That was this past April, and here at year’s end, this lot is up for auction, with a commercial use zoning. It has easy access to the bypass and would be good for a food place or a fuel stop. Things change and we can’t hold back progress. I know people who buy a vacation home to visit while they still work, but as soon as they retire to this same place, they grouse about all the weekenders who come and spoil their solitude. They put up with it a year or so, griping daily, and then sell and move on. Life changed for them and they didn’t adjust to their new normal. I wonder why they never realized Hot Springs was a vacation destination. We think we need an infrastructure just for the 38,500 people who live here year round, but we actually need an infrastructure to support the over two million visitors to whom we offer the hospitality of our hot springs, our hotels, our fine dining, our attractions, and our natural beauty.
When I saw the trees were gone and the lots had been plowed level, I wondered if the trees had a swift death, or if they had brief dreams and fantasies while the saws pierced their outer skins. I thought of the butterflies encased in their cocoons, and the deep sleep of their transformation. Do butterflies dream in this stage, or do they even dream like we do? I wondered if next April I would see wisteria growing near the ground, for as a weed, it’s hard to kill. I always hope, for I’ve learned over time, if I’m a prisoner of hope, this is better than seeing only the loss.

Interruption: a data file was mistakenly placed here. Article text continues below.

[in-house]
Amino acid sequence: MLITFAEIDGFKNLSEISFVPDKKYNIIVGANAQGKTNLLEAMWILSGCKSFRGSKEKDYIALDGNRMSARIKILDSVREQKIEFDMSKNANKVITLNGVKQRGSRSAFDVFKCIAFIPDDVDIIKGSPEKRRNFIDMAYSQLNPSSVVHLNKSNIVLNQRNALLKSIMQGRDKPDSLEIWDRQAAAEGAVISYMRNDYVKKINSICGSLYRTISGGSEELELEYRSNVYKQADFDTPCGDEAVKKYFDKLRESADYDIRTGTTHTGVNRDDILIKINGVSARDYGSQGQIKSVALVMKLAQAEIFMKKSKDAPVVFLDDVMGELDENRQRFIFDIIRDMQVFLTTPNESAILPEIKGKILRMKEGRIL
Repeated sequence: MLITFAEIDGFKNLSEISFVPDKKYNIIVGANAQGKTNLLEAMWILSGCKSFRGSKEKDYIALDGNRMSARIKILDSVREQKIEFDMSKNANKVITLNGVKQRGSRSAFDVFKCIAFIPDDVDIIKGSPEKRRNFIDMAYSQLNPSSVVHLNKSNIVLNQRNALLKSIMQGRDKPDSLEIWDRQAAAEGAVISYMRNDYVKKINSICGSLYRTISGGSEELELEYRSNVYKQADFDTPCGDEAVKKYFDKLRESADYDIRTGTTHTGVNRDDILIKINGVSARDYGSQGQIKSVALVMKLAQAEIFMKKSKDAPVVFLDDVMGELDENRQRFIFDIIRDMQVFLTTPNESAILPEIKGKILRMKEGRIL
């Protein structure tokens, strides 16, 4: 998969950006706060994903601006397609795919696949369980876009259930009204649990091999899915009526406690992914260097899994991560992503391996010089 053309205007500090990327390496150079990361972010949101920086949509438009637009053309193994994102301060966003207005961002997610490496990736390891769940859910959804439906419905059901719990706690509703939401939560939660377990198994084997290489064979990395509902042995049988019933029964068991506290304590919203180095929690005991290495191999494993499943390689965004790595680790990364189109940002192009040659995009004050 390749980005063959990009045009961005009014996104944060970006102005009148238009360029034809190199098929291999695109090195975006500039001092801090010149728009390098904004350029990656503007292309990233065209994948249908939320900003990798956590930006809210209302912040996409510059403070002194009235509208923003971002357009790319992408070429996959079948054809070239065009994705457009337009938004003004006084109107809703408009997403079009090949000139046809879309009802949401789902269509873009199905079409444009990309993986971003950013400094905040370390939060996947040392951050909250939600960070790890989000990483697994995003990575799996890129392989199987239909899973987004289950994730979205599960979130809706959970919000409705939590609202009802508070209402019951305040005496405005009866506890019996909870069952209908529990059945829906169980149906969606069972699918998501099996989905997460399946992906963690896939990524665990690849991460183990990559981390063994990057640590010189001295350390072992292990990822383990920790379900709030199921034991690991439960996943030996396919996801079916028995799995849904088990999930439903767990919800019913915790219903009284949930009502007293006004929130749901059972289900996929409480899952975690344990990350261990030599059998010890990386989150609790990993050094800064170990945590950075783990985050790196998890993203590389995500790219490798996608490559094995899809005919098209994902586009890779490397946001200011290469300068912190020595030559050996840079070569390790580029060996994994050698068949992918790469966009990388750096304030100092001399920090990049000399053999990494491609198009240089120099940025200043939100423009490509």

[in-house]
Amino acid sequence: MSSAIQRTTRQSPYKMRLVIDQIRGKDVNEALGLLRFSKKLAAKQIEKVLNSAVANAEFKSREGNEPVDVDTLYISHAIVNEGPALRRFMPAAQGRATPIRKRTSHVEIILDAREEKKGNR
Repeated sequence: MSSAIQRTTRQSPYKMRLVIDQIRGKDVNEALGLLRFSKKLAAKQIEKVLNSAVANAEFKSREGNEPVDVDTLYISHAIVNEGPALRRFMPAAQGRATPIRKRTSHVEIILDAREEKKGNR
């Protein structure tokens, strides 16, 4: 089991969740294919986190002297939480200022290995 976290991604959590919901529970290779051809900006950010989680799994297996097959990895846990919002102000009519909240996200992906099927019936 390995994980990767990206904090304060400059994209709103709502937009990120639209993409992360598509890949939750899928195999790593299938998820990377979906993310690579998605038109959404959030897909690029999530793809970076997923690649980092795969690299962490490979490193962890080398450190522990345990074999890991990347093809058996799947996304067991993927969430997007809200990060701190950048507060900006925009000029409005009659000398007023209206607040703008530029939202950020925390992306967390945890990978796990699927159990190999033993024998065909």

After traveling and recovering from an autumn sinus infection, I decided to destroy an old mobile sculpture of a butterfly made from found materials and attach it to a canvas. I took some scraps of cloth from some mask projects, and glued the whole to the canvas. Maybe I crammed more than I should have onto the small surface, but I was going with it. This work might be more catharsis than art, or more process and possibility than success. It doesn’t matter, for sometimes art is more therapeutic than anything else.